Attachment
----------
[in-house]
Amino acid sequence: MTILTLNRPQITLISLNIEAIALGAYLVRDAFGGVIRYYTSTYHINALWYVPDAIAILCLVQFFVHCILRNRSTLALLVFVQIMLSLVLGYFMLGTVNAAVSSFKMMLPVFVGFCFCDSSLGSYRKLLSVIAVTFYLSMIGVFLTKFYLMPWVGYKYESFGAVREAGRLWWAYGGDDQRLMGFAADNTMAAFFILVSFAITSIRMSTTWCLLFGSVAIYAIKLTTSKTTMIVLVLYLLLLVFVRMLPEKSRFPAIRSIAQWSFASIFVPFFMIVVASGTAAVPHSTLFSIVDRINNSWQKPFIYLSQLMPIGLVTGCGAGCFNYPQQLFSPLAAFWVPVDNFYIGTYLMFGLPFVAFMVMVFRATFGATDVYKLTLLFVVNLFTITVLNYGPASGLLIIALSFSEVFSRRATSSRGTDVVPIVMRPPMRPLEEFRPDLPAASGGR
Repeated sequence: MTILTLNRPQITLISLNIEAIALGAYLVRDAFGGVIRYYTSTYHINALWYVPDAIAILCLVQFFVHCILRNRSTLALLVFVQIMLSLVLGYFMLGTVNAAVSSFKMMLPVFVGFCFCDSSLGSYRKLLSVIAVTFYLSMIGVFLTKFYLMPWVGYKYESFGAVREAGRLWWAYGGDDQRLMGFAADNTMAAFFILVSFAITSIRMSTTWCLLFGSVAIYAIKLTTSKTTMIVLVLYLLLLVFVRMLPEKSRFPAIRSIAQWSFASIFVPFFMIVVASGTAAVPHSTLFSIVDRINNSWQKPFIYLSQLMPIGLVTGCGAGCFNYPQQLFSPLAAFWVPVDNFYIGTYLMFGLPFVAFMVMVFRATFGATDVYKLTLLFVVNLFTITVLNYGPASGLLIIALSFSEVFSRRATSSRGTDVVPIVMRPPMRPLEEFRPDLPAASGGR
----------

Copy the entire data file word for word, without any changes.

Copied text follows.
[in-house]
Amino acid sequence: MTILTLNRPQITLISLNIEAIALGAYLVRDAFGGVIRYYTSTYHINALWYVPDAIAILCLVQFFVHCILRNRSTLALLVFVQIMLSLVLGYFMLGTVNAAVSSFKMMLPVFVGFCFCDSSLGSYRKLLSVIAVTFYLSMIGVFLTKFYLMPWVGYKYESFGAVREAGRLWWAYGGDDQRLMGFAADNTMAAFFILVSFAITSIRMSTTWCLLFGSVAIYAIKLTTSKTTMIVLVLYLLLLVFVRMLPEKSRFPAIRSIAQWSFASIFVPFFMIVVASGTAAVPHSTLFSIVDRINNSWQKPFIYLSQLMPIGLVTGCGAGCFNYPQQLFSPLAAFWVPVDNFYIGTYLMFGLPFVAFMVMVFRATFGATDVYKLTLLFVVNLFTITVLNYGPASGLLIIALSFSEVFSRRATSSRGTDVVPIVMRPPMRPLEEFRPDLPAASGGR
Repeated sequence: MTILTLNRPQITLISLNIEAIALGAYLVRDAFGGVIRYYTSTYHINALWYVPDAIAILCLVQFFVHCILRNRSTLALLVFVQIMLSLVLGYFMLGTVNAAVSSFKMMLPVFVGFCFCDSSLGSYRKLLSVIAVTFYLSMIGVFLTKFYLMPWVGYKYESFGAVREAGRLWWAYGGDDQRLMGFAADNTMAAFFILVSFAITSIRMSTTWCLLFGSVAIYAIKLTTSKTTMIVLVLYLLLLVFVRMLPEKSRFPAIRSIAQWSFASIFVPFFMIVVASGTAAVPHSTLFSIVDRINNSWQKPFIYLSQLMPIGLVTGCGAGCFNYPQQLFSPLAAFWVPVDNFYIGTYLMFGLPFVAFMVMVFRATFGATDVYKLTLLFVVNLFTITVLNYGPASGLLIIALSFSEVFSRRATSSRGTDVVPIVMRPPMRPLEEFRPDLPAASGGR